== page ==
One Potato, Two Potato, $35M More

Angela Santiago, CEO of the Little Potato Company, knows a lot about potatoes: how to grow them well and how to make them the sole product offering of her company and still be profitable. Her little company that could was featured in a Productivity Alberta case study back in 2009. We wanted to check back in with Santiago three years later to ask her a few questions and see what is new for the Little Potato Company.

Productivity Alberta: The description of the company in ’09 was that it is a multimillion-dollar company. How would you describe your revenue now?
Angela Santiago: We probably have doubled since then. I don’t think we noted a revenue number back then, but as of last year (2011) it was $35 million. There was a 30 per cent demand increase (between 2009 and 2012).

PA: You had 80 employees in 2009, how many do you have now?
AS: We have 125 just in the Edmonton facility. Another 30 in P.E.I..

PA: Have you introduced any new products since ’09?
AS: Yes. It’s a line called Potato Jazz. It’s microwaveable, ready in five minutes, fresh potatoes. They’re not precooked or anything and include a spice pack. One pound (size). Right now they’re called Zingers, but we’re relaunching them as Potato Jazz.

PA: My success rate with microwaving potatoes isn’t good. How are these made to be successful in the microwave?
AS: I think for a few reasons. One is they have not been precooked, so they’re still a fresh potato. And two, they’re small and I think that’s always been the key. Once you get to a bigger potato, it is more difficult for it to microwave within a good time. Ours microwave, because of their size, within five minutes. That’s the big advantage.

PA: Was Potato Jazz a product you had been working on, or was it a customer request?
AS: We saw it in the U.S. and it was done with big potatoes so it wasn’t doing very well. We thought, ‘Oh we can take that concept and do small potatoes with it.’

PA: Are there any other new products since ’09 that you’ve launched?
AS: Yes, we launched a new variety called Miss Blush. That’s a red and yellow-skinned swirly potato. So, red and yellow on the outside. Quite pretty.

PA: Did your new products require any new equipment?
AS: Yes. We did get new equipment for the Potato Jazz line and yes it fits (in our facility), but barely. We need to move. We are busting the seams. We do now have a packing facility in P.E.I. and we grow about 800-900 acres out there and we pack in P.E.I., more for the eastern part of Canada and the eastern part of the U.S.

PA: Do you have immediate plans to move?
AS: Yes, we would like to move within 18 months. It will still be in Edmonton and probably close, but not quite, double (the existing 35,000-square-foot facility LPC is in now). It would still be just for packing and we would probably increase our storage of raw product as well, but that’s all part and parcel.

PA: Do you have growers all over the world?
AS: No, just in North America. We’ve added a few more, but in 2009 we were growing in California and Washington, so we’re still doing that. What we’ve probably added since 2009 is Florida, Georgia, Nova Scotia and Ontario. I’m not sure if P.E.I. was included then, but if not, it should be and Saskatchewan and Alberta still as before.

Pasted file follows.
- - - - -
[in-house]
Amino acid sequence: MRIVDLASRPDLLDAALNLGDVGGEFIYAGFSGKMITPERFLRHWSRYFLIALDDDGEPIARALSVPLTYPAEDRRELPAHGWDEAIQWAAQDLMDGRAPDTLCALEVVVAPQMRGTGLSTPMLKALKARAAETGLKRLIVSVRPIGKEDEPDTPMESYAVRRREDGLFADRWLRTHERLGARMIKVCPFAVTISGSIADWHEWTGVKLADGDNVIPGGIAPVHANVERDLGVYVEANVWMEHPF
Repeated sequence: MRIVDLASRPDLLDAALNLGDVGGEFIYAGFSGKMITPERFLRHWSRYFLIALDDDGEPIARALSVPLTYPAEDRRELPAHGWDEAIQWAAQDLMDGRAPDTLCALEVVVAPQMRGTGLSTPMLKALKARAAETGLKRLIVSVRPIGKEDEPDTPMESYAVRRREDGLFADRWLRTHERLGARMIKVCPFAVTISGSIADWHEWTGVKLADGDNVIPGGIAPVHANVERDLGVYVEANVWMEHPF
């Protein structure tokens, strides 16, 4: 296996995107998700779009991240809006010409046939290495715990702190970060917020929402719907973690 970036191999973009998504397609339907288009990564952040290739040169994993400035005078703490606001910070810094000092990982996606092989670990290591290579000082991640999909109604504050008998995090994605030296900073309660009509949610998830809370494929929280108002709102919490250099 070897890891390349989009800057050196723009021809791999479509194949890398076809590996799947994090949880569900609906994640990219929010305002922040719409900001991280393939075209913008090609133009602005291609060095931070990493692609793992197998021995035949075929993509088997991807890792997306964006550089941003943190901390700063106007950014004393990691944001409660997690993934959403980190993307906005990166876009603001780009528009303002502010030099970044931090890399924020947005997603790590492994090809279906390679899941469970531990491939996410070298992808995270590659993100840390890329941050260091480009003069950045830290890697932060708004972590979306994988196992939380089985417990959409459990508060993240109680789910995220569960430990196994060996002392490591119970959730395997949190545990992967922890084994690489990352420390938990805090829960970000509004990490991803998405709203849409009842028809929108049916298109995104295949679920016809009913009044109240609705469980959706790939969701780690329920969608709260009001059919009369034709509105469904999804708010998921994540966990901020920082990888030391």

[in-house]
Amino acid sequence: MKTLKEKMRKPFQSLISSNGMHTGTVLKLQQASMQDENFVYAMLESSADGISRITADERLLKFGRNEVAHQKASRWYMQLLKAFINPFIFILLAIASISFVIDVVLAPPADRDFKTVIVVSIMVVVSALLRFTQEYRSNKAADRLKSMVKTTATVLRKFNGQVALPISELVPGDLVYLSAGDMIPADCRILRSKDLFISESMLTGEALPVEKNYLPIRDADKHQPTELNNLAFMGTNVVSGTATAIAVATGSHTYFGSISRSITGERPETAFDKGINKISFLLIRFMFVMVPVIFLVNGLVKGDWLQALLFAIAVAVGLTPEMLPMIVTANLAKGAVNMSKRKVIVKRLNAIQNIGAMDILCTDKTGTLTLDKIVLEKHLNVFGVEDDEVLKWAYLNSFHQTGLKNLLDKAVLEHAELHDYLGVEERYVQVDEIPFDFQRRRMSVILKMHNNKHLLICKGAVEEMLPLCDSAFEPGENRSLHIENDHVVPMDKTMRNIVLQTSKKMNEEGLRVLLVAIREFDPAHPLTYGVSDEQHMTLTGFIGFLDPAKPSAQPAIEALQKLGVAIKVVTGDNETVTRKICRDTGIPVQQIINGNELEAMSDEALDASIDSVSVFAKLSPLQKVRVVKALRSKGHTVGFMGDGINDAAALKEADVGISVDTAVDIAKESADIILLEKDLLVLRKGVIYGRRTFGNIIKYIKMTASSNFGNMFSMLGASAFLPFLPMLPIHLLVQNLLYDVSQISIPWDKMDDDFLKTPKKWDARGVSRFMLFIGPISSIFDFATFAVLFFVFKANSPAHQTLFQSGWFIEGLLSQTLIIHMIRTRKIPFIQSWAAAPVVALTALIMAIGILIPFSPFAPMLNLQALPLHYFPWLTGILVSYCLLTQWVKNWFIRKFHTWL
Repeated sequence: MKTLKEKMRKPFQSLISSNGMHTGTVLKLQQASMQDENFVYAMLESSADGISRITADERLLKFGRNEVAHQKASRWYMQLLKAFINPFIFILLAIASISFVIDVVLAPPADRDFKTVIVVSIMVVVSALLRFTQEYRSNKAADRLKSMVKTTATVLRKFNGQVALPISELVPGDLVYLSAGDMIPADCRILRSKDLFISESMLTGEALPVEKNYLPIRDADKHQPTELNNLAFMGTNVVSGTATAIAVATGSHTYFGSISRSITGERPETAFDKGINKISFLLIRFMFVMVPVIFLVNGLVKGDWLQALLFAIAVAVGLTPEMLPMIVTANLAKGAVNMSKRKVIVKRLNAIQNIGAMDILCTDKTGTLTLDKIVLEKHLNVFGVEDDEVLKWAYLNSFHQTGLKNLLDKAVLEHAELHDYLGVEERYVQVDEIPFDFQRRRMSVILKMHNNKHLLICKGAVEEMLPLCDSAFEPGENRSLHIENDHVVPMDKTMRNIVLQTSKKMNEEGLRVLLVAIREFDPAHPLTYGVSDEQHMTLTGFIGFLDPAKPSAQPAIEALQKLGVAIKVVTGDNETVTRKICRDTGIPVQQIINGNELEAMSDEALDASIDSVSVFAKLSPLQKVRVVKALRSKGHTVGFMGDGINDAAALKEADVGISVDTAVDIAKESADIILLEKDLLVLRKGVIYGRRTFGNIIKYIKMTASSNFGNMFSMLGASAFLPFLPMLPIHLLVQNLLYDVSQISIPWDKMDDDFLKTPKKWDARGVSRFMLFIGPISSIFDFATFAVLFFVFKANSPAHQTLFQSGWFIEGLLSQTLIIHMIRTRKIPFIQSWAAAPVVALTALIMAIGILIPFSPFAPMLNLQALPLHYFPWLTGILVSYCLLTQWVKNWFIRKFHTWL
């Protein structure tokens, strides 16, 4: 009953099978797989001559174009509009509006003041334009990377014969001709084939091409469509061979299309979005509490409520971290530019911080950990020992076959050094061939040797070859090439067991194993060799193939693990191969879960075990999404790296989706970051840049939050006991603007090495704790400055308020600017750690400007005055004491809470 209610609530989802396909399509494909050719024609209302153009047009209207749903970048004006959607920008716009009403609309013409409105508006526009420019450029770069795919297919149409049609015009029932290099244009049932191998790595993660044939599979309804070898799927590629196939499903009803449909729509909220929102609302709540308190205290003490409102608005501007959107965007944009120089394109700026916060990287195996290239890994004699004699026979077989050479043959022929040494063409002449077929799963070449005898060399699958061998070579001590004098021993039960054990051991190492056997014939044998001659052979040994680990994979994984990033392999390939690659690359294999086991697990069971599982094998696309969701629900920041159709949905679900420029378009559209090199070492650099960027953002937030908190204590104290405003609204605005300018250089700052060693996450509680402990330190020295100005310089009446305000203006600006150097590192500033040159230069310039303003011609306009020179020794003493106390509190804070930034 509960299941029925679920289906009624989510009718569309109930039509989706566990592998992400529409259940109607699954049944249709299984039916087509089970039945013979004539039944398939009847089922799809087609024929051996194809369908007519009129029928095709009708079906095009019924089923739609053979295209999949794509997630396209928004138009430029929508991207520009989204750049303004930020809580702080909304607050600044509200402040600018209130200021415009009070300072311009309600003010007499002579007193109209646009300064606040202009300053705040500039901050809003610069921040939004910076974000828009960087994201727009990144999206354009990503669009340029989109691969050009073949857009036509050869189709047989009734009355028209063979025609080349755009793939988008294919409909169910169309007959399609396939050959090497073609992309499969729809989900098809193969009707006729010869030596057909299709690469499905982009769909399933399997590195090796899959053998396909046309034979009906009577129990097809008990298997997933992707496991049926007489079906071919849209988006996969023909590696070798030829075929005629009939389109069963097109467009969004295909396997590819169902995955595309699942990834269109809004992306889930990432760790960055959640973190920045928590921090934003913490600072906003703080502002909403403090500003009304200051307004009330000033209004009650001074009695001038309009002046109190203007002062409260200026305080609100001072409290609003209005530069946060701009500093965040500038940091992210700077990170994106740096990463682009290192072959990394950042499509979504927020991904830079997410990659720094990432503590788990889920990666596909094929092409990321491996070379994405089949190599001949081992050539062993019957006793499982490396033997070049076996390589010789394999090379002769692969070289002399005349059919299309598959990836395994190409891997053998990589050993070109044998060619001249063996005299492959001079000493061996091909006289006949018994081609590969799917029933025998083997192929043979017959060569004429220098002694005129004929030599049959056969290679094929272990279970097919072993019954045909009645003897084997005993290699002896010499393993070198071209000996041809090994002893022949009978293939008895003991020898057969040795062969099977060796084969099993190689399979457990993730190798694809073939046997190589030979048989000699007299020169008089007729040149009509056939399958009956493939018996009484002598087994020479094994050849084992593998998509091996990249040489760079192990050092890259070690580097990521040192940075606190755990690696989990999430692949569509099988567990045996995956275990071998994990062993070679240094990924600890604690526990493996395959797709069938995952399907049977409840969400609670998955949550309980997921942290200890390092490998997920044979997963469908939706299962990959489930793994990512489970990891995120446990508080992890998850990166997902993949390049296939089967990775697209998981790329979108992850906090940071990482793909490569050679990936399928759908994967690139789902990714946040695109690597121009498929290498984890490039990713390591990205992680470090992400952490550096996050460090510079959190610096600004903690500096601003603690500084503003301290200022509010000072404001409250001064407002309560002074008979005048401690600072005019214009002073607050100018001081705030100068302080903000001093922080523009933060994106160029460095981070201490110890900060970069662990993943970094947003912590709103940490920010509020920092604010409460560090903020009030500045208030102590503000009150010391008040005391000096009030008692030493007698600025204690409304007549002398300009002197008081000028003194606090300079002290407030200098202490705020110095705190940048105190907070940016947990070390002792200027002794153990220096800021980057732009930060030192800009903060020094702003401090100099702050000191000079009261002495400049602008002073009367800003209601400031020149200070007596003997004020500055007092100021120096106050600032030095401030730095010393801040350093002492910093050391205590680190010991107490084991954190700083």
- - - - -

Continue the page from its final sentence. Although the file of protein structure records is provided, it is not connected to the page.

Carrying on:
PA: Are you finding it hard to maintain the preferred characteristics of your potatoes when using so many suppliers?
AS: No, because we have proprietary variety, so they grow our varieties. But that is sort of the bottle neck. We can’t just pull off the open market. It’s proprietary seeds. That makes it a little more difficult to grow faster sometimes.

PA: Expanding to use more and different growers, has that affected your supply chain at all?
AS: Sure. Now you’re dealing with multiple locations. And multiple freight challenges like when you’re freighting up from Florida and Georgia to P.E.I., you have the same headaches, probably just more of them now.

PA: If you key business structure is still to grow and sell small potatoes, do you have any desire to expand the company into something else?
AS: Yes. Into other countries, but probably not into anything other than potatoes – in particular, small potatoes. Growing, selling, marketing and everything (i.e. a need then for a new packing plant abroad).

PA: Is this an immediate plan?
AS: We’re putting a business case together specifically for Australia. Hopefully by the end of the year we will have decided if we’re going to go or not.

PA: With such different climates, have you tested whether your potatoes can grow in Australia just as easily as here?
AS: We have to do further tests. The climatic thing is less important than the soil type but you can usually find that within a certain region.

PA: In ’09, Little Potato Company was featured by PA because of its efficient processes and practices. Do you feel your company is still as efficient?
AS: We got really efficient but I’d say we’ve probably gotten back to being inefficient. We have to refocus on being lean. When you grow, you sometimes just throw people and money at problems and not necessarily the right solutions. So, now we have to relook at that again.

PA: Do you feel LPC’s inefficiency is because you’re bursting at the seams with your facility?
AS: Yeah, that makes a big difference. The building is not conducive at all to being efficient.

PA: Do you know how you’re going to become lean again? Is it a focal point?
AS: Yes, it is a focus. One, is moving. Then also looking at our processes again because when you move, you get the opportunity to declutter (a key lean practice).

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